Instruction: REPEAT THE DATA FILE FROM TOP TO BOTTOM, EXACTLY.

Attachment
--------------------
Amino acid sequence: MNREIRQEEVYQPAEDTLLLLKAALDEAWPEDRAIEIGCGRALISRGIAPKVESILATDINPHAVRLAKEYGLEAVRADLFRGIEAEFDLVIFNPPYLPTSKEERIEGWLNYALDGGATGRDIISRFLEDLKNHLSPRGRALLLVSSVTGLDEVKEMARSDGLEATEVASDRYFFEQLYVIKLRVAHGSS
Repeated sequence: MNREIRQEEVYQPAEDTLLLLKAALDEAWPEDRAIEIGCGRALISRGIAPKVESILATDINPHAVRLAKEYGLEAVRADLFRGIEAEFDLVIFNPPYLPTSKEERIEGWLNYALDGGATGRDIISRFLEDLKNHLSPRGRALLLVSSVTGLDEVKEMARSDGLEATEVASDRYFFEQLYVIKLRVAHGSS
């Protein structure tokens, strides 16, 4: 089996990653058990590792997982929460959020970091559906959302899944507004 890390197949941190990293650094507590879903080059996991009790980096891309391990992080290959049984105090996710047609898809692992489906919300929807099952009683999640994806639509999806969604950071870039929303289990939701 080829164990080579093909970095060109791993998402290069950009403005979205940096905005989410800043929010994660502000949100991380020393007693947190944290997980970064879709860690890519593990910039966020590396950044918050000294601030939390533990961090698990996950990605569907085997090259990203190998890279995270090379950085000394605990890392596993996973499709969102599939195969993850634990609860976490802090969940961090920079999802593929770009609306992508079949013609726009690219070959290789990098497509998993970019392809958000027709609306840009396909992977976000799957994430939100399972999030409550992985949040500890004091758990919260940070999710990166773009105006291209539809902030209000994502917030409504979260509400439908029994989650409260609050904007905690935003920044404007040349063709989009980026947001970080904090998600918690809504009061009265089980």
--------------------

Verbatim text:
Amino acid sequence: MNREIRQEEVYQPAEDTLLLLKAALDEAWPEDRAIEIGCGRALISRGIAPKVESILATDINPHAVRLAKEYGLEAVRADLFRGIEAEFDLVIFNPPYLPTSKEERIEGWLNYALDGGATGRDIISRFLEDLKNHLSPRGRALLLVSSVTGLDEVKEMARSDGLEATEVASDRYFFEQLYVIKLRVAHGSS
Repeated sequence: MNREIRQEEVYQPAEDTLLLLKAALDEAWPEDRAIEIGCGRALISRGIAPKVESILATDINPHAVRLAKEYGLEAVRADLFRGIEAEFDLVIFNPPYLPTSKEERIEGWLNYALDGGATGRDIISRFLEDLKNHLSPRGRALLLVSSVTGLDEVKEMARSDGLEATEVASDRYFFEQLYVIKLRVAHGSS
């Protein structure tokens, strides 16, 4: 089996990653058990590792997982929460959020970091559906959302899944507004 890390197949941190990293650094507590879903080059996991009790980096891309391990992080290959049984105090996710047609898809692992489906919300929807099952009683999640994806639509999806969604950071870039929303289990939701 080829164990080579093909970095060109791993998402290069950009403005979205940096905005989410800043929010994660502000949100991380020393007693947190944290997980970064879709860690890519593990910039966020590396950044918050000294601030939390533990961090698990996950990605569907085997090259990203190998890279995270090379950085000394605990890392596993996973499709969102599939195969993850634990609860976490802090969940961090920079999802593929770009609306992508079949013609726009690219070959290789990098497509998993970019392809958000027709609306840009396909992977976000799957994430939100399972999030409550992985949040500890004091758990919260940070999710990166773009105006291209539809902030209000994502917030409504979260509400439908029994989650409260609050904007905690935003920044404007040349063709989009980026947001970080904090998600918690809504009061009265089980």